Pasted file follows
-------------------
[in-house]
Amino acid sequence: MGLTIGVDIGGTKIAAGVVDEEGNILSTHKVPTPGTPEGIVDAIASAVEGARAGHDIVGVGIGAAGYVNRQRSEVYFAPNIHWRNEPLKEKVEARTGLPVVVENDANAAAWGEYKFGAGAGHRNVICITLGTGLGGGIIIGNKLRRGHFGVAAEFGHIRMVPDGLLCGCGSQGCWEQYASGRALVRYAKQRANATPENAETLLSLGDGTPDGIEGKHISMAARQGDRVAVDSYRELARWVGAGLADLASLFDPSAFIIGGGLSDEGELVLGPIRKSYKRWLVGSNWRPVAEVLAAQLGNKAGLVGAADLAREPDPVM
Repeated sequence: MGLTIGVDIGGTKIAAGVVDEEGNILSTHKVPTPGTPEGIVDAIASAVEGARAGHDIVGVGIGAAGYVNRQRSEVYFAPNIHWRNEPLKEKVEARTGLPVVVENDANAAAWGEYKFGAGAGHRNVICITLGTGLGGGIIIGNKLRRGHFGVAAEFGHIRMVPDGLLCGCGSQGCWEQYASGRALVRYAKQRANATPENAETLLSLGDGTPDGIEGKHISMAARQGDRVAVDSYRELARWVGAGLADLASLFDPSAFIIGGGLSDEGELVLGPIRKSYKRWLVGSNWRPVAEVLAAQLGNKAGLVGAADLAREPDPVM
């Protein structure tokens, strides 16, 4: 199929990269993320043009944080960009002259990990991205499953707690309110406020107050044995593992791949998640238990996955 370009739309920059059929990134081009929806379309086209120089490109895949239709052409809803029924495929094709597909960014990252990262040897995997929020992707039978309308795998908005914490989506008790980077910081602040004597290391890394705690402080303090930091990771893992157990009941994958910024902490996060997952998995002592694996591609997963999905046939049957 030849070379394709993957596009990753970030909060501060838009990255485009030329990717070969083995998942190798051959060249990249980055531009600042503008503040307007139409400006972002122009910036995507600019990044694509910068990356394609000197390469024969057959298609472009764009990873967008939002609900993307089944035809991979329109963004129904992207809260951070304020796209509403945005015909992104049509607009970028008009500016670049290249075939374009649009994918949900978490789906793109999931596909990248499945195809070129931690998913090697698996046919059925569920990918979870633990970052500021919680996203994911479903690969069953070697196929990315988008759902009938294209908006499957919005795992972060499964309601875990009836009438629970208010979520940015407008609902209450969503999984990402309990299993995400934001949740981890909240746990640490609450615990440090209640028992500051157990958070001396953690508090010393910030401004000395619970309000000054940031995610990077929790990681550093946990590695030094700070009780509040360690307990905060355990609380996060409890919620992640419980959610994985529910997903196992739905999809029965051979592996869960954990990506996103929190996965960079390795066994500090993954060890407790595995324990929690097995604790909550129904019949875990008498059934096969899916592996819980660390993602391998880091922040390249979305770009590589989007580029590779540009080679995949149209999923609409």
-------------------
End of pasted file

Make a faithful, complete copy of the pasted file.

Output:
[in-house]
Amino acid sequence: MGLTIGVDIGGTKIAAGVVDEEGNILSTHKVPTPGTPEGIVDAIASAVEGARAGHDIVGVGIGAAGYVNRQRSEVYFAPNIHWRNEPLKEKVEARTGLPVVVENDANAAAWGEYKFGAGAGHRNVICITLGTGLGGGIIIGNKLRRGHFGVAAEFGHIRMVPDGLLCGCGSQGCWEQYASGRALVRYAKQRANATPENAETLLSLGDGTPDGIEGKHISMAARQGDRVAVDSYRELARWVGAGLADLASLFDPSAFIIGGGLSDEGELVLGPIRKSYKRWLVGSNWRPVAEVLAAQLGNKAGLVGAADLAREPDPVM
Repeated sequence: MGLTIGVDIGGTKIAAGVVDEEGNILSTHKVPTPGTPEGIVDAIASAVEGARAGHDIVGVGIGAAGYVNRQRSEVYFAPNIHWRNEPLKEKVEARTGLPVVVENDANAAAWGEYKFGAGAGHRNVICITLGTGLGGGIIIGNKLRRGHFGVAAEFGHIRMVPDGLLCGCGSQGCWEQYASGRALVRYAKQRANATPENAETLLSLGDGTPDGIEGKHISMAARQGDRVAVDSYRELARWVGAGLADLASLFDPSAFIIGGGLSDEGELVLGPIRKSYKRWLVGSNWRPVAEVLAAQLGNKAGLVGAADLAREPDPVM
């Protein structure tokens, strides 16, 4: 199929990269993320043009944080960009002259990990991205499953707690309110406020107050044995593992791949998640238990996955 370009739309920059059929990134081009929806379309086209120089490109895949239709052409809803029924495929094709597909960014990252990262040897995997929020992707039978309308795998908005914490989506008790980077910081602040004597290391890394705690402080303090930091990771893992157990009941994958910024902490996060997952998995002592694996591609997963999905046939049957 030849070379394709993957596009990753970030909060501060838009990255485009030329990717070969083995998942190798051959060249990249980055531009600042503008503040307007139409400006972002122009910036995507600019990044694509910068990356394609000197390469024969057959298609472009764009990873967008939002609900993307089944035809991979329109963004129904992207809260951070304020796209509403945005015909992104049509607009970028008009500016670049290249075939374009649009994918949900978490789906793109999931596909990248499945195809070129931690998913090697698996046919059925569920990918979870633990970052500021919680996203994911479903690969069953070697196929990315988008759902009938294209908006499957919005795992972060499964309601875990009836009438629970208010979520940015407008609902209450969503999984990402309990299993995400934001949740981890909240746990640490609450615990440090209640028992500051157990958070001396953690508090010393910030401004000395619970309000000054940031995610990077929790990681550093946990590695030094700070009780509040360690307990905060355990609380996060409890919620992640419980959610994985529910997903196992739905999809029965051979592996869960954990990506996103929190996965960079390795066994500090993954060890407790595995324990929690097995604790909550129904019949875990008498059934096969899916592996819980660390993602391998880091922040390249979305770009590589989007580029590779540009080679995949149209999923609409």